Like previous OSI records, especially Free, this one slowly gets under the skin. Their approach is cool, yet it lures you in as you acclimatize to it. OSI are a studio creation; they have never played live. The musicians recorded their parts separately, and the end results don’t try to conceal this fact. The production draws attention to itself by design. Rhythmic synth pulses, blips, and st-st-st-stuttering beats mix with hefty, off-kilter riffs from Matheos. While the aesthetic may offend those who cling to the sacred ideal of live performance and the rehearsal-room chemistry of a gigging band, the gentlemen of OSI execute this style with undeniable control and taste. It never tips over into techno tackiness.

The first thing that draws you in is Moore’s voice. His exacting performance lobs melodies into the air that, after many listens, can begin to haunt your day. The other key ingredient is the songs. The OSI sound is flexible enough to encompass some surprising treatments and textures, such as the acoustic guitar-based lament “Indian Curse” and the unabashed prog metal instrumental “Enemy Prayer,” which reveals that three musicians working remotely can bridge the distance and rock out a little. “Big Chief” has a groovy, almost Clutch-like flow. “For Nothing” is as simple and pretty as U2's best work, while possessing a melancholy that only OSI can inhabit. It’s difficult to piece together every detail of the album’s concept, but the theme seems to have to have something to do with the plight of Native Americans. On the album’s best track, “Wind Won’t Howl,” Moore ruefully croons “We were already down before/we were already down on the floor”* as the song soars towards its climax.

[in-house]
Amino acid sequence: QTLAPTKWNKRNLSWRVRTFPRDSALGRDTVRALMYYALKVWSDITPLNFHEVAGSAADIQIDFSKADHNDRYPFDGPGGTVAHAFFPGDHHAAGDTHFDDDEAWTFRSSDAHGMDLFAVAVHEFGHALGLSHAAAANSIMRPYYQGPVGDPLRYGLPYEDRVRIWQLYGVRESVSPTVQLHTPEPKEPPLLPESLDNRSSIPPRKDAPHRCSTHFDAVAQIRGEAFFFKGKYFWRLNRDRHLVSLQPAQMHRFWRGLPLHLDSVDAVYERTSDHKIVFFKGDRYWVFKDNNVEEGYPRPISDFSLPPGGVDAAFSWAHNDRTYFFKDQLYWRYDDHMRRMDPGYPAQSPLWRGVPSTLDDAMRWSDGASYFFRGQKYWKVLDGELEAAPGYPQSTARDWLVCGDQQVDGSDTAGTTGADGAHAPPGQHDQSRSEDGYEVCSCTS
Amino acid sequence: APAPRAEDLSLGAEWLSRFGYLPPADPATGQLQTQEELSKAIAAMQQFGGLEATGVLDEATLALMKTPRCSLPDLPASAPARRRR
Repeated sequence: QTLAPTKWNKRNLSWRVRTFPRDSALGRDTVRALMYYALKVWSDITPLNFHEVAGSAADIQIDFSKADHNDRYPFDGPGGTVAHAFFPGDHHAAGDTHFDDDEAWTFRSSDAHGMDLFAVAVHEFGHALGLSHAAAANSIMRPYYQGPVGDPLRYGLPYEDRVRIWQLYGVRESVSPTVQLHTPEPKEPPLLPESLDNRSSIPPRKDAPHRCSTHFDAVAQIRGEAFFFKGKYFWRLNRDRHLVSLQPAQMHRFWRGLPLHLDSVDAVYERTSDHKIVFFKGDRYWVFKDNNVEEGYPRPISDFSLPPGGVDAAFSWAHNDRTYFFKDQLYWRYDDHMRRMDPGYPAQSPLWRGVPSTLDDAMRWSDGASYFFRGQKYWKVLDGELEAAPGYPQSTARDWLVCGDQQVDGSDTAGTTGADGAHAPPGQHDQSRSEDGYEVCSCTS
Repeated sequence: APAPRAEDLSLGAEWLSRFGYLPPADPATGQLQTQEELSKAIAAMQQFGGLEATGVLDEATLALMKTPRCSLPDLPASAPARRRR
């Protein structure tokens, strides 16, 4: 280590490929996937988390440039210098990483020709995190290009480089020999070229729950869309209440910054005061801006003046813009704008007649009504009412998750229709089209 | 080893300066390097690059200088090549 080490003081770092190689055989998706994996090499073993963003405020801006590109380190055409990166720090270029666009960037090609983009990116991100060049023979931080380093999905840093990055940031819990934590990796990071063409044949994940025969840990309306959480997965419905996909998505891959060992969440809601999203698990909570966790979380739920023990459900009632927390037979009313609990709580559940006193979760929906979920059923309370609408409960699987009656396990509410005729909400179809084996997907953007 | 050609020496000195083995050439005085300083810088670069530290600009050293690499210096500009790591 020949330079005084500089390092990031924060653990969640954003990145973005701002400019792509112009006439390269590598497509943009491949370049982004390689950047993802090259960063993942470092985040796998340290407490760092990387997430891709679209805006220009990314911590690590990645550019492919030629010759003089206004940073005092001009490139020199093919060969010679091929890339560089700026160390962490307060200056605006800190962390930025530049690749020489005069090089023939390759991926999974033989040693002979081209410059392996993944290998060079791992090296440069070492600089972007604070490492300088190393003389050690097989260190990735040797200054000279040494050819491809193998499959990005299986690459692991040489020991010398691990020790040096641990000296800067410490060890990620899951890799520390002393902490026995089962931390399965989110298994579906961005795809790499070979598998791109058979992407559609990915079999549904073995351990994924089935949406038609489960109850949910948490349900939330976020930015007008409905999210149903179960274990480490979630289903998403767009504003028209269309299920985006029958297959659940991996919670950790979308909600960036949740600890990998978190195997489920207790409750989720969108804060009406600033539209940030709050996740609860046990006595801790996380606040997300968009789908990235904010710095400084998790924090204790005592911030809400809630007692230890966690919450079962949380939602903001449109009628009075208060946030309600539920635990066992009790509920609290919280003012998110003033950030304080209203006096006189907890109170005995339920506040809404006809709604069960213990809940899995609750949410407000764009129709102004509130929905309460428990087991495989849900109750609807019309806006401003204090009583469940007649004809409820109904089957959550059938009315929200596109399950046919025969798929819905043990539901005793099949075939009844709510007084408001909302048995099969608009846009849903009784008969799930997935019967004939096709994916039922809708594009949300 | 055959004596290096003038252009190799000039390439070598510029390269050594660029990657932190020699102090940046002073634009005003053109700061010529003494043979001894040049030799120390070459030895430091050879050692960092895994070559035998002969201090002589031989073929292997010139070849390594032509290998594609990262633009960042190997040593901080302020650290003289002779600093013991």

Fire Make Thunder’s odd-yet-assured fusion of processed sonics and fragile humanity confirms that not only does OSI own this particular corner of the progressive metal galaxy, but—to borrow a phrase—that all this machinery making modern music can still be open hearted.

*Probably. Ain't got a lyric sheet.